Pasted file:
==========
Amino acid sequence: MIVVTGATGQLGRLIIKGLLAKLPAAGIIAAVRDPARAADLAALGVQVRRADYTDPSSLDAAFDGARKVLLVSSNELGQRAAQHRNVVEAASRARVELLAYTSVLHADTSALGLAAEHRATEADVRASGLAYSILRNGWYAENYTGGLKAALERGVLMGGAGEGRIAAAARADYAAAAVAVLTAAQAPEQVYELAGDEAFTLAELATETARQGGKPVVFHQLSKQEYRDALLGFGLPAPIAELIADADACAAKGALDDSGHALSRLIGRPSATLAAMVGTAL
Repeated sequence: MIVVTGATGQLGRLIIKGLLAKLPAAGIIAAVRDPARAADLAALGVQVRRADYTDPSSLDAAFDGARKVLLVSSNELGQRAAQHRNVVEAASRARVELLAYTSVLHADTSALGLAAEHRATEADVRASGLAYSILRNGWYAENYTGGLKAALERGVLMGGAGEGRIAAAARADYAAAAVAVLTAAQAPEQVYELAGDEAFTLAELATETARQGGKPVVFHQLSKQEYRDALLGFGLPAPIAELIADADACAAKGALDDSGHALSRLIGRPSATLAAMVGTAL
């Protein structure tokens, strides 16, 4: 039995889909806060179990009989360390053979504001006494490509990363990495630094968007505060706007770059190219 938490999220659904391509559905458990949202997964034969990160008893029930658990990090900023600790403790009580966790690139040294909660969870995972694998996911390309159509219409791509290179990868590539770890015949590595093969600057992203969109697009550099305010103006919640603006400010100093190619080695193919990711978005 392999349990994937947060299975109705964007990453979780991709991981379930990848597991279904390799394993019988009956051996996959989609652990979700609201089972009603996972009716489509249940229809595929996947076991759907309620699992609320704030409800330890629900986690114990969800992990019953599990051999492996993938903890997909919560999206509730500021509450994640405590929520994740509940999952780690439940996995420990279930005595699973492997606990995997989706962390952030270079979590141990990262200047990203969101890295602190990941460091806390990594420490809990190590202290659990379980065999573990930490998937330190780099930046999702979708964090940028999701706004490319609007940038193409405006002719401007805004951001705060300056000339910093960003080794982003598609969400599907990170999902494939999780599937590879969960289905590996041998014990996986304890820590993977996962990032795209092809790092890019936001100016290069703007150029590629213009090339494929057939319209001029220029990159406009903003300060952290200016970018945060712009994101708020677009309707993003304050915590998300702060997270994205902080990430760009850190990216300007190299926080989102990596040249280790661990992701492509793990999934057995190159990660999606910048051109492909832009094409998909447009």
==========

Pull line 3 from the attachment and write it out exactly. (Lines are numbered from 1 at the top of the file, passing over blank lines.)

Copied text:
């Protein structure tokens, strides 16, 4: 039995889909806060179990009989360390053979504001006494490509990363990495630094968007505060706007770059190219 938490999220659904391509559905458990949202997964034969990160008893029930658990990090900023600790403790009580966790690139040294909660969870995972694998996911390309159509219409791509290179990868590539770890015949590595093969600057992203969109697009550099305010103006919640603006400010100093190619080695193919990711978005 392999349990994937947060299975109705964007990453979780991709991981379930990848597991279904390799394993019988009956051996996959989609652990979700609201089972009603996972009716489509249940229809595929996947076991759907309620699992609320704030409800330890629900986690114990969800992990019953599990051999492996993938903890997909919560999206509730500021509450994640405590929520994740509940999952780690439940996995420990279930005595699973492997606990995997989706962390952030270079979590141990990262200047990203969101890295602190990941460091806390990594420490809990190590202290659990379980065999573990930490998937330190780099930046999702979708964090940028999701706004490319609007940038193409405006002719401007805004951001705060300056000339910093960003080794982003598609969400599907990170999902494939999780599937590879969960289905590996041998014990996986304890820590993977996962990032795209092809790092890019936001100016290069703007150029590629213009090339494929057939319209001029220029990159406009903003300060952290200016970018945060712009994101708020677009309707993003304050915590998300702060997270994205902080990430760009850190990216300007190299926080989102990596040249280790661990992701492509793990999934057995190159990660999606910048051109492909832009094409998909447009």